alternatives or complements to layers

Vitaly Davidovich vitalyd at gmail.com
Wed Jan 7 16:41:30 UTC 2015


I really hope we get proper generic constraints and not have to write
instanceof checks for such cases.  Also, I want it to be clear from looking
at the method definition that it really expects a SomeInterface type
internally and not just any plain T.  Think of declaring generic methods in
an interface that are constrained to be SomeInterface (or subtype) -- this
needs to be visible purely from interface, without looking at impl.

On Wed, Jan 7, 2015 at 11:36 AM, Peter Levart <peter.levart at gmail.com>
wrote:

> On 01/07/2015 04:39 PM, Maurizio Cimadamore wrote:
>
>>
>> On 07/01/15 15:37, Peter Levart wrote:
>>
>>> It was said that an option is for all value types (including primitives)
>>> to get 3 Object methods (hashCode, equals, toString). So at least println
>>> is doable.
>>>
>> Right - I was speaking more generally of all methods which are overloaded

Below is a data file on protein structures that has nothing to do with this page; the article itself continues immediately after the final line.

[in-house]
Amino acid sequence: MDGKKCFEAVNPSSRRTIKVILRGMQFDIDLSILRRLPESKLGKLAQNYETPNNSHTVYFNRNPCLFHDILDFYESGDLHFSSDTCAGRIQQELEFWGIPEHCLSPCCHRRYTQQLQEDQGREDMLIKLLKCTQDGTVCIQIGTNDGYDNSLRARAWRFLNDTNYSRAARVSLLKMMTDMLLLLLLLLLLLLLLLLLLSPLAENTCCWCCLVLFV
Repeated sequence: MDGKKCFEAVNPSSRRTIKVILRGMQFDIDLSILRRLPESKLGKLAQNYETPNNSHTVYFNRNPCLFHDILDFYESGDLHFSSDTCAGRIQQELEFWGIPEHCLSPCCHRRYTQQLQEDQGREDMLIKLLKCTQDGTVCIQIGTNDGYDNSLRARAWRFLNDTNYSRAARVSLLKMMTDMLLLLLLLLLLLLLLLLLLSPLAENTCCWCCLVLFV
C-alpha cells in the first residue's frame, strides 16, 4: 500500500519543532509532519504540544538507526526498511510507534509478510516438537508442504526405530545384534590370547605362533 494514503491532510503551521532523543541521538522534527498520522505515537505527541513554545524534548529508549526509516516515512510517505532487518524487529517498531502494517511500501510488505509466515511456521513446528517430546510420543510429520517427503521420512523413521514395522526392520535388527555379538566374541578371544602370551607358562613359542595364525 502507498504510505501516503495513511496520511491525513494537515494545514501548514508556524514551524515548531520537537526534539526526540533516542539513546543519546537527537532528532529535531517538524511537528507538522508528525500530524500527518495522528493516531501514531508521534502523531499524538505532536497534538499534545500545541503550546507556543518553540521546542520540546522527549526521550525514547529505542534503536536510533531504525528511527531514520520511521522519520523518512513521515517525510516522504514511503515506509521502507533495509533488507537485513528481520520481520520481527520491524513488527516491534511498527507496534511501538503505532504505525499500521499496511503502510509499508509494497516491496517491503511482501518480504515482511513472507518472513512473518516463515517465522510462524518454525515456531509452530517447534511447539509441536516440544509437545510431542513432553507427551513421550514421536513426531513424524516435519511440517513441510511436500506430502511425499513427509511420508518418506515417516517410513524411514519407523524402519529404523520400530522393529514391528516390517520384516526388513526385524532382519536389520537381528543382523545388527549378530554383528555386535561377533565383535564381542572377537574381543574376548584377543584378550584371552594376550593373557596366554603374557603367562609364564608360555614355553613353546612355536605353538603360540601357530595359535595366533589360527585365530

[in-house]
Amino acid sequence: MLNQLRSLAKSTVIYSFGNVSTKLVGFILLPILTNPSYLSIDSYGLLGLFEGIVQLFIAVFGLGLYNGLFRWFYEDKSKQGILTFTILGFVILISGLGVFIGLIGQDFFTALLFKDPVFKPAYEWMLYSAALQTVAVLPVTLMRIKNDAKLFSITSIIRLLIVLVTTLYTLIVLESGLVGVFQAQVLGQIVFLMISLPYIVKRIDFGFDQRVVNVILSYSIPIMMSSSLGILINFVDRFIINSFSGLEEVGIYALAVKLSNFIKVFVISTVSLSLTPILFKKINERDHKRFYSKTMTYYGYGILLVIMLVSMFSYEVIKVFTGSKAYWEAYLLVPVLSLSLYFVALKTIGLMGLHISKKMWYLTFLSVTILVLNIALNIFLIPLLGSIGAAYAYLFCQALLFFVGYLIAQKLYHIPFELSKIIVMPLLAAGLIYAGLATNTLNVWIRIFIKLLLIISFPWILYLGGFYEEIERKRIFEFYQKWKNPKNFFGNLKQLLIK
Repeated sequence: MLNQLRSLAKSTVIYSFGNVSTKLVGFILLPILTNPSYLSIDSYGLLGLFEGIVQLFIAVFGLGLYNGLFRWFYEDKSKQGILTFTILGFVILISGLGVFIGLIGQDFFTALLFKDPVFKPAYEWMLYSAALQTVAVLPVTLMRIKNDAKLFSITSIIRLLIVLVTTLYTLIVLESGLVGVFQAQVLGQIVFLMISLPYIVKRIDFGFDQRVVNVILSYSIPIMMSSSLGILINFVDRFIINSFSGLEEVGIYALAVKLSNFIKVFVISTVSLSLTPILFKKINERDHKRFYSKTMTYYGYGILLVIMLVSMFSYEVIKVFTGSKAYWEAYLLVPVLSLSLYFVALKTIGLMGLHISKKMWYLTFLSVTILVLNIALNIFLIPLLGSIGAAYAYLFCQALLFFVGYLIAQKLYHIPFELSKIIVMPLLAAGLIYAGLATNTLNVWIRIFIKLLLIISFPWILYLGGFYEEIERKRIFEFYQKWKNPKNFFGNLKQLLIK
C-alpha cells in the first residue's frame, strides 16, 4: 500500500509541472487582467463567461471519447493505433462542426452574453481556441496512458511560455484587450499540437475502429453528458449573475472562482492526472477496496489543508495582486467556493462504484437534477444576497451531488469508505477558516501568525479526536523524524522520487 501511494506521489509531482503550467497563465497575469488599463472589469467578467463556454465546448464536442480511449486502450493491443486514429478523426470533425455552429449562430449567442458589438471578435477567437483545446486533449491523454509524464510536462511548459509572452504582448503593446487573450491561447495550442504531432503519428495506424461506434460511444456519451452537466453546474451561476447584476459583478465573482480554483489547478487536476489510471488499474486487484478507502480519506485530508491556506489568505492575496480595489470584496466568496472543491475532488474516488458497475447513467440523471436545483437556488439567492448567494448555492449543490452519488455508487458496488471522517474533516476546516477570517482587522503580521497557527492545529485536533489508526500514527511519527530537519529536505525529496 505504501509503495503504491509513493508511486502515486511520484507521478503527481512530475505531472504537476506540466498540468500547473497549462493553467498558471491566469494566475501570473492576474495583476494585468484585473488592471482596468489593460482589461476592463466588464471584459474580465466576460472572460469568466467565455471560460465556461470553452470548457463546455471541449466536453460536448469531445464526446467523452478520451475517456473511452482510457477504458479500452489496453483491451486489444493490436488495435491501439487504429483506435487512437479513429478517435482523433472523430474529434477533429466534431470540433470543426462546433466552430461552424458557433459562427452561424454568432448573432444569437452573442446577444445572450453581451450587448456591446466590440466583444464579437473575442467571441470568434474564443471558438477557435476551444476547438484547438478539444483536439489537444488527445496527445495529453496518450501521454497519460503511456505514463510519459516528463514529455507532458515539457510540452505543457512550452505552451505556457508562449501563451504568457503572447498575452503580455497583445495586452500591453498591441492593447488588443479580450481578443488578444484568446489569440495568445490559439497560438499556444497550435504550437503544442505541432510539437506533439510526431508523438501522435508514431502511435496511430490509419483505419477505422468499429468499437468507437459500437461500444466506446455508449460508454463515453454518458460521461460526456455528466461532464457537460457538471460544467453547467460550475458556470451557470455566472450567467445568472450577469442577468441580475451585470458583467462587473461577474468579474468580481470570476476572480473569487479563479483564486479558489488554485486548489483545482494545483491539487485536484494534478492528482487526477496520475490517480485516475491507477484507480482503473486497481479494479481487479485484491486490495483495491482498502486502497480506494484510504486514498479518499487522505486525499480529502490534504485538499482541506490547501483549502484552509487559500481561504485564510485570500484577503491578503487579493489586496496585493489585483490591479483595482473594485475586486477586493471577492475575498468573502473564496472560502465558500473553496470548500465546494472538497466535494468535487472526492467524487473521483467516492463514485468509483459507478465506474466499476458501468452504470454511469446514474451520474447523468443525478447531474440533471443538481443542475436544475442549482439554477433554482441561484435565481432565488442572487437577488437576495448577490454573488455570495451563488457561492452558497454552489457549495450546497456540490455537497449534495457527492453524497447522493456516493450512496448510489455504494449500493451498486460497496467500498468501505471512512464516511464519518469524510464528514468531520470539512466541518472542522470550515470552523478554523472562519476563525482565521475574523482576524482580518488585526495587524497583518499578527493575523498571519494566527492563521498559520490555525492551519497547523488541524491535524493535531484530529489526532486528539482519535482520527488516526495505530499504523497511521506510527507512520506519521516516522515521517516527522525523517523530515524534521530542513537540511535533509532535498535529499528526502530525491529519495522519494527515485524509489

>> on the parameter type with Object, int, long, ...
>>
>> Maurizio
>>
>
> Depends on how value types interact with interfaces. I think that the in
> following idiom, for example:
>
>
> interface SomeInterface {  method() { ...  } }
>
>
> <any T> void doSomething(T arg) {
>     if (arg instanceof SomeInterface) {
>         ((SomeInterface)arg).method(); ...
>     }
> }
>
>
> It would not be necessary to box the 'arg' (in specializations where T is
> value type) just to invoke an interface method on it. The expression "arg
> instanceof SomeInterface" could be evaluated at specialization time and
> replaced with either "true" or "false".
>
> The cast ((SomeInterface)arg) could be replaced during specialization with
> either "throw CCE" or no-op.
>
> So value types could expose common behaviour (like Formattable, etc...)
> even to "any T" methods without resorting to boxing (which specialization
> is trying to avoid).
>
>
>
> Peter
>
>


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